Wittgenstein hypothesised that language dictates our experience of the world. In simple terms (because his ideas are quite complex and beyond the scope of this blog post) he argued that if you don’t have words to describe an experience, then that experience doesn’t exist.
Say you stub your toe.
You’ll feel pain, right?
But what if you’d never heard of pain? What would you feel?
Wittgenstein would have argued that since you’d never heard of the word for pain, then what you would feel when you stubbed your toe couldn’t be pain. Because without the words to describe the experience, the experience would not be able to be formulated in your mind.
That being said, there are other ways of communicating besides words. Wittgenstein himself seemed to realise that later in his career, when he revised his earlier ideas to be less restrictive.
Instead of words, you could have symbols in your head, or sounds, or gestures. There are a million and one ways to experience and articulate the world around us. When we’re young, we learn to negotiate meaning with others; as our intelligence and experience grows, so does our vocabulary – whatever form that may take.
Wittgenstein’s ideas become particularly pertinent, to me at least, when it comes to learning new languages.
When we’re learning a new language, we’re relearning the words for items and ideas. We may encounter new ideas or new concepts that don’t exist in our language. In Dutch, for example, there’s gezellig, which means a kind of homeliness and comfort that comes from Dutch culture. That’s not really a concept that exists in English – I mean, it exists, but we need more words to articulate it. The same goes for the German word schadenfreude, which means to take pleasure in other people’s misfortune.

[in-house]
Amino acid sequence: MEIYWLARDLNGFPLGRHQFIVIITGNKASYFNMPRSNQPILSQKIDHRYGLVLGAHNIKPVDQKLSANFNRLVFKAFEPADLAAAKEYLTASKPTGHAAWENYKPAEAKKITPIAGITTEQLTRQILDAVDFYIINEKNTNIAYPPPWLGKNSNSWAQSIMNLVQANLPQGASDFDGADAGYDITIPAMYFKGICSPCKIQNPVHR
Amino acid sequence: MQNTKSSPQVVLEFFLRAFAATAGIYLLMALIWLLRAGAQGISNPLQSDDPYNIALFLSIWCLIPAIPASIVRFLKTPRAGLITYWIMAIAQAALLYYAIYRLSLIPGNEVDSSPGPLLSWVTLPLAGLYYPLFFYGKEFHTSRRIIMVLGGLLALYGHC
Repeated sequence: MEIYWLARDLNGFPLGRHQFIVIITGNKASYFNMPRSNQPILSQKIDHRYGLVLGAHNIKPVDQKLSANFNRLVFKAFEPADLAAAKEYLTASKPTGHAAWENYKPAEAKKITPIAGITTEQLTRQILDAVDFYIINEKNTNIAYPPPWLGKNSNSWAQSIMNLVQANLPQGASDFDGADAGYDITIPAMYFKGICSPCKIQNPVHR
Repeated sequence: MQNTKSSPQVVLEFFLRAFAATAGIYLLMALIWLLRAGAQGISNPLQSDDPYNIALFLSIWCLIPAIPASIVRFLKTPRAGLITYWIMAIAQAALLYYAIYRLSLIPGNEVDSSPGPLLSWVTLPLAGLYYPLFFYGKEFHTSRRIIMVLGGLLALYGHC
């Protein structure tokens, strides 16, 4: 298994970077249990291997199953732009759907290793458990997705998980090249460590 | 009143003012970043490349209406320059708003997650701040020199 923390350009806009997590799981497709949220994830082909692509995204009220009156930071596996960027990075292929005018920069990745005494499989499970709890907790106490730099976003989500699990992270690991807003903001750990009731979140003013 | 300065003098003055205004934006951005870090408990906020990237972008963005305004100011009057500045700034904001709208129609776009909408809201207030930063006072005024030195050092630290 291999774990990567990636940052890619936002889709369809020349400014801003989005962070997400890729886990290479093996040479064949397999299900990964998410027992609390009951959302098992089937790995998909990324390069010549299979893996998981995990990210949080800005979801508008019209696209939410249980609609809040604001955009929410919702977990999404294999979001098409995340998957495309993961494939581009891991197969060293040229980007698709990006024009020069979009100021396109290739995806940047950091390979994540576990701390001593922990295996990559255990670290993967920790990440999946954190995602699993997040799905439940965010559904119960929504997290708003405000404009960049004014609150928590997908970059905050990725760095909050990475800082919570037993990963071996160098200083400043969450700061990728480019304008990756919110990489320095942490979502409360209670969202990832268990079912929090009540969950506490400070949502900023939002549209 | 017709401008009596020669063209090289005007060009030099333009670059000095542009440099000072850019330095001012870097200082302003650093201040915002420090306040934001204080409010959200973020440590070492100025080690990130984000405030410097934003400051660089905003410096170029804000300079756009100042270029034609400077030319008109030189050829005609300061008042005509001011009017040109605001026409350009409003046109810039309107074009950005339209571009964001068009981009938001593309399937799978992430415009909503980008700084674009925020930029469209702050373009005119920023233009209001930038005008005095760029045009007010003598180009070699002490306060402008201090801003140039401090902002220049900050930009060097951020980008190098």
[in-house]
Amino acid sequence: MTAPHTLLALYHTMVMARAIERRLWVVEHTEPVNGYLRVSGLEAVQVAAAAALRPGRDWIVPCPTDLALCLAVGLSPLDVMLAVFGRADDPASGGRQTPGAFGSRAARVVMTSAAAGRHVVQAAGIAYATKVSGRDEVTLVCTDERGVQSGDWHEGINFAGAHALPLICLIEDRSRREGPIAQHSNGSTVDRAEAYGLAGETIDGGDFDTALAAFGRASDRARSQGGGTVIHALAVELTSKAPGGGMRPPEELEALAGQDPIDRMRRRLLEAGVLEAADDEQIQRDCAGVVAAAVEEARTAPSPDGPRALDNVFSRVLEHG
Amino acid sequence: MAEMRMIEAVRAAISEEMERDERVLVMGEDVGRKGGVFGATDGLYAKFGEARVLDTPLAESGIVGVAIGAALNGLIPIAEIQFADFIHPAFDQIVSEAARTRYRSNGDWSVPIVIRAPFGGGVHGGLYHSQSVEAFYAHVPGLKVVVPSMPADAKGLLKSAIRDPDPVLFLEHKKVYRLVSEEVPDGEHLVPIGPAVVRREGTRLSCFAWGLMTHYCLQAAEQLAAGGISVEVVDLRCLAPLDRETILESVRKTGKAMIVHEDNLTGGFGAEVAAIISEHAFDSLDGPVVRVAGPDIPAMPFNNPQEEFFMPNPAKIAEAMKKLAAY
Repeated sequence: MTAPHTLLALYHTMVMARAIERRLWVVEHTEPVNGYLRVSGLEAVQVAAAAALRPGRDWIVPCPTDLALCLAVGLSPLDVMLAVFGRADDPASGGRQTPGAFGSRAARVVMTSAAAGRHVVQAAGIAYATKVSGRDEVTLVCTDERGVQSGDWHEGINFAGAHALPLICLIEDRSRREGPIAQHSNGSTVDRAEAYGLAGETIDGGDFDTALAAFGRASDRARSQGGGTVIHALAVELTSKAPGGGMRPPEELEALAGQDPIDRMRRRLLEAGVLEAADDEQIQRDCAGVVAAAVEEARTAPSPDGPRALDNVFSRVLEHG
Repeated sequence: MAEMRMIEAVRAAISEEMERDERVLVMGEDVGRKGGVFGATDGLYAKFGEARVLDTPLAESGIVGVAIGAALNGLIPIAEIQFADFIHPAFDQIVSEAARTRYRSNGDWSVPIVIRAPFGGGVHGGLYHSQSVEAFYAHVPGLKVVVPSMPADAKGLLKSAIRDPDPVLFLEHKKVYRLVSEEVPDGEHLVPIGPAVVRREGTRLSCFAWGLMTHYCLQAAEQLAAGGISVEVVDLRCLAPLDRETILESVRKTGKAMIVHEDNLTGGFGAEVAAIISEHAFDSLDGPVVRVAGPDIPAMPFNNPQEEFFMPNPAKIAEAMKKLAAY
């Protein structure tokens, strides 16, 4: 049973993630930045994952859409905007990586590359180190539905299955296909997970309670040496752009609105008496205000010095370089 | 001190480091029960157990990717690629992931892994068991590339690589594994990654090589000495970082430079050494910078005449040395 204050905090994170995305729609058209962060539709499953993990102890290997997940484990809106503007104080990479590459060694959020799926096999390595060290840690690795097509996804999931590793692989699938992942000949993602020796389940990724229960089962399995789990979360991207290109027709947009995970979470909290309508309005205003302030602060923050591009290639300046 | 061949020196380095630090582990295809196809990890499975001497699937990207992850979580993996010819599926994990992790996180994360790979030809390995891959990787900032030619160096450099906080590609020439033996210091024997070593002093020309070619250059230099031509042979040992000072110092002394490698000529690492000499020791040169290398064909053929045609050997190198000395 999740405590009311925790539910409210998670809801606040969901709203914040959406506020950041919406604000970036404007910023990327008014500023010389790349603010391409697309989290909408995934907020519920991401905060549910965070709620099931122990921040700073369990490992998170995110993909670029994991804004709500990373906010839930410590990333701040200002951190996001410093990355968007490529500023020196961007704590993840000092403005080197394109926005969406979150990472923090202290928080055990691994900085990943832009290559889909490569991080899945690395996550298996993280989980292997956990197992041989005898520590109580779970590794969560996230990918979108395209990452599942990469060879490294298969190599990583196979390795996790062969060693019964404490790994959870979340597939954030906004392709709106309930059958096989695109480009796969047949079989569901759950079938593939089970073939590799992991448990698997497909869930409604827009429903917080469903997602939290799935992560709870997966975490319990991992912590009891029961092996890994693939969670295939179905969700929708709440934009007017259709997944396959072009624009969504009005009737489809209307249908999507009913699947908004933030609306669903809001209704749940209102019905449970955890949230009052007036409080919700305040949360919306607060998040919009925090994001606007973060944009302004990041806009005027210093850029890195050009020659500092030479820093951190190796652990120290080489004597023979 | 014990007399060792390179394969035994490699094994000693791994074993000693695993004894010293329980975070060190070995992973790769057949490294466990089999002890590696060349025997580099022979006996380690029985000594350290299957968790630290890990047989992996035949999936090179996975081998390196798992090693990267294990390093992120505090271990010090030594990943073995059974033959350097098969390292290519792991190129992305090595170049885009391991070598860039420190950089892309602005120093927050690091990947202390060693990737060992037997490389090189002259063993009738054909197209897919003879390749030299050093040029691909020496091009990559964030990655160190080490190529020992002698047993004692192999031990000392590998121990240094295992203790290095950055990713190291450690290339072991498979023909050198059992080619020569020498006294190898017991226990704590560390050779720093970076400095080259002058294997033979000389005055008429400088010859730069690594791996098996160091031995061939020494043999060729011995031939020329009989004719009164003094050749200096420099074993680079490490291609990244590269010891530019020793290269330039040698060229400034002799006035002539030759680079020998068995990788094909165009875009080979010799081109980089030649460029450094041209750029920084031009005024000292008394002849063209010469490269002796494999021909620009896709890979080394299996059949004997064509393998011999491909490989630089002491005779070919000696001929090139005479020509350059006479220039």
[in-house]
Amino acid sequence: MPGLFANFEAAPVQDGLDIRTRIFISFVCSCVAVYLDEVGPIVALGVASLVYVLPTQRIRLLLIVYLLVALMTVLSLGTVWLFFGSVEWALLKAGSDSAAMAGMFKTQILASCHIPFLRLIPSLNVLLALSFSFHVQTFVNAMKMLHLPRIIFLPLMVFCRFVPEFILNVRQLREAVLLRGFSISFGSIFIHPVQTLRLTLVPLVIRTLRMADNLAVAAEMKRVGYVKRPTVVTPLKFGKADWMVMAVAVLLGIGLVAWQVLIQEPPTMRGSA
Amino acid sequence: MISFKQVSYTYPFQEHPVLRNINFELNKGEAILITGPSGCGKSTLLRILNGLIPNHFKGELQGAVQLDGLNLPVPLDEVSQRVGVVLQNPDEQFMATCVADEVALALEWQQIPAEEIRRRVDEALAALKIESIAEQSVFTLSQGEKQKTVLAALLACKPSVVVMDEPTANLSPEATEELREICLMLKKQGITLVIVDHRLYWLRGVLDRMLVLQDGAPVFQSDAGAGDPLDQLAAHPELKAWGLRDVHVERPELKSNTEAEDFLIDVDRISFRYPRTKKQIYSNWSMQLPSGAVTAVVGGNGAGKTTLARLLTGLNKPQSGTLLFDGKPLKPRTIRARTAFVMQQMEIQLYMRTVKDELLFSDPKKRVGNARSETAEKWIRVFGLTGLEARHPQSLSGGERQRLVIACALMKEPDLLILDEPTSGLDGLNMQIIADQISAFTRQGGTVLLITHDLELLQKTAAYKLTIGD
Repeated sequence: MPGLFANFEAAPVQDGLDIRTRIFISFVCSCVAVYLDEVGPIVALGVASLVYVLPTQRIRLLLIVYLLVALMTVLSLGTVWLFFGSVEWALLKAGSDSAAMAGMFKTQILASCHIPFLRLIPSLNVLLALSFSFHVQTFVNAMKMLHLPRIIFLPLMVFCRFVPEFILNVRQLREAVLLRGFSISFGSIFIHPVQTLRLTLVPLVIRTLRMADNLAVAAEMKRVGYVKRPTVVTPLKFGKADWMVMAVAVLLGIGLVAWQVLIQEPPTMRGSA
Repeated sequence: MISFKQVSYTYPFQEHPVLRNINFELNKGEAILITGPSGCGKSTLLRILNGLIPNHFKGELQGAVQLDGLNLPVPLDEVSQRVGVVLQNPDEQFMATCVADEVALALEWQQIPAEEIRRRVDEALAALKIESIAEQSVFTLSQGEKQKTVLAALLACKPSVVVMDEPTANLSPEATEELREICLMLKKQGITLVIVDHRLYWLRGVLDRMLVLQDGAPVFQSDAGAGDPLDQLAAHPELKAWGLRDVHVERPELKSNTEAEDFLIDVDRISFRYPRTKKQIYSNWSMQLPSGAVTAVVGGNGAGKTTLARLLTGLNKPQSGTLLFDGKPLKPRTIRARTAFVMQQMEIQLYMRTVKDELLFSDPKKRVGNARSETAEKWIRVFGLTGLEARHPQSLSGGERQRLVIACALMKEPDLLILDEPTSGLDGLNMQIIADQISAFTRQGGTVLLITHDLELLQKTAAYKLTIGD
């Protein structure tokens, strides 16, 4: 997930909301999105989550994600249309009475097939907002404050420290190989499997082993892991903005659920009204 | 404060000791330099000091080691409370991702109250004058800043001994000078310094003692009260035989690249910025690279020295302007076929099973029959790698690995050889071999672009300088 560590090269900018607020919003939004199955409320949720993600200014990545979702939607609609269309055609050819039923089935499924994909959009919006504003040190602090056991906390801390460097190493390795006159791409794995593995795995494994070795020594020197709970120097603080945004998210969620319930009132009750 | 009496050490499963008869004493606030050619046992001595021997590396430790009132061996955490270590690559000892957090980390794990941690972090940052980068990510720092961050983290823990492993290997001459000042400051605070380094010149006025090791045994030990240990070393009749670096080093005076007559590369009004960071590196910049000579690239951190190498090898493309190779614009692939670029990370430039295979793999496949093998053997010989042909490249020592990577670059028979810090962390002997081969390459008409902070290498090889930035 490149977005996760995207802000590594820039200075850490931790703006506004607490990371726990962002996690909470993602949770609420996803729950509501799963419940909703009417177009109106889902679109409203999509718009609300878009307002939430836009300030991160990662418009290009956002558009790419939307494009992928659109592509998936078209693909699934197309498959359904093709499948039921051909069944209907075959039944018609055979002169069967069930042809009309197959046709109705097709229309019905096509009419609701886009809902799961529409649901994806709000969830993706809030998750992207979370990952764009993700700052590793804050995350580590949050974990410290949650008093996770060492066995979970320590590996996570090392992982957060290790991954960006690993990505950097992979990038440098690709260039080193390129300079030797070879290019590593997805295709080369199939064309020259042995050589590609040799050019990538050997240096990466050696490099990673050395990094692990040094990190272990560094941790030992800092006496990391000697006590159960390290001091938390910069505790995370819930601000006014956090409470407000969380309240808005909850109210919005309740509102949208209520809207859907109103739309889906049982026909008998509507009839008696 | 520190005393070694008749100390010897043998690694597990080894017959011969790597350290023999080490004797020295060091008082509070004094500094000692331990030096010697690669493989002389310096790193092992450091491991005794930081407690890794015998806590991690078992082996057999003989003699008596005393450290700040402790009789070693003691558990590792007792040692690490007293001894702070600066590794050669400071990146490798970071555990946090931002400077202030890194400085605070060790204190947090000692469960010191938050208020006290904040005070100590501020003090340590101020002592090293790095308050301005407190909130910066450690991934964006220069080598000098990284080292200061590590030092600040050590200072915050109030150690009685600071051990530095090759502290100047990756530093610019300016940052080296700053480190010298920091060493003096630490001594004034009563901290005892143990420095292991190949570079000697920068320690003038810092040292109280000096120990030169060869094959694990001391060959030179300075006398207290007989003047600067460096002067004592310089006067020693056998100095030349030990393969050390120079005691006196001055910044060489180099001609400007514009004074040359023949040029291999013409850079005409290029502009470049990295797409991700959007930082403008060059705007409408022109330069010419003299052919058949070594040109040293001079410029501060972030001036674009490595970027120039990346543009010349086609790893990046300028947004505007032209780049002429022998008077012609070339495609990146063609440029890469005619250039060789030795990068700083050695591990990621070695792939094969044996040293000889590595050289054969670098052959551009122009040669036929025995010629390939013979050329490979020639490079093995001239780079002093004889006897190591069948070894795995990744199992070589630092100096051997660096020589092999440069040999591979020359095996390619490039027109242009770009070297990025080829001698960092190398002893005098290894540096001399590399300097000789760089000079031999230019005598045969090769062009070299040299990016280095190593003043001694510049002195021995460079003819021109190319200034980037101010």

When we learn a new language, we’re learning how to speak the world around us into existence.
The problem is that, if you’re an average person and not one of those three-months-to-fluency whizzkids, you’re going to spend a lot of time relearning the basics.
Apple = appel
Bicycle = fiets
Morning = morgen
That means that you’ll spend a good amount of time unable to communicate beyond the bare essentials. That happened to me when I was sixteen. I travelled to Paris with two years of high school French under my belt and realised that I didn’t have the vocabulary to order a stamp.
It’s happening to me again, now, as I try to negotiate the intricacies of the Dutch language.
I’m fairly articulate in my native language – I can make myself understood to pretty much anyone. But if I have to switch to Dutch, I’m a simpleton.
I can’t be funny in Dutch because I don’t have the words to tell the punchline.
I can’t be clever in Dutch because all the words I know are basic vocabulary words from Duolingo.
It’s frustrating, being so hampered. Wittgenstein would say that my experience of the world has been limited because I don’t have the words to articulate what I’m thinking and feeling.
That’s true, in a way. If someone asks me how I am, I can only respond with ‘goede’ because I don’t know the words for ‘I’ve been better’ or ‘Honestly, I’m just glad to be out of bed today.’ Without the ability to articulate what I’m thinking, I feel myself stunted and cut off from my own intelligence.
Simply put: I don’t like the early stages of language learning where I stumble around like a baby giraffe who doesn’t know what legs are. I wish that I didn’t feel so stupid when I switch out of my native tongue – especially when the Dutch people around me seem to have no problem switching out of theirs.
I don’t like learning new languages. I like knowing new languages. But unfortunately, you can’t have one without the other.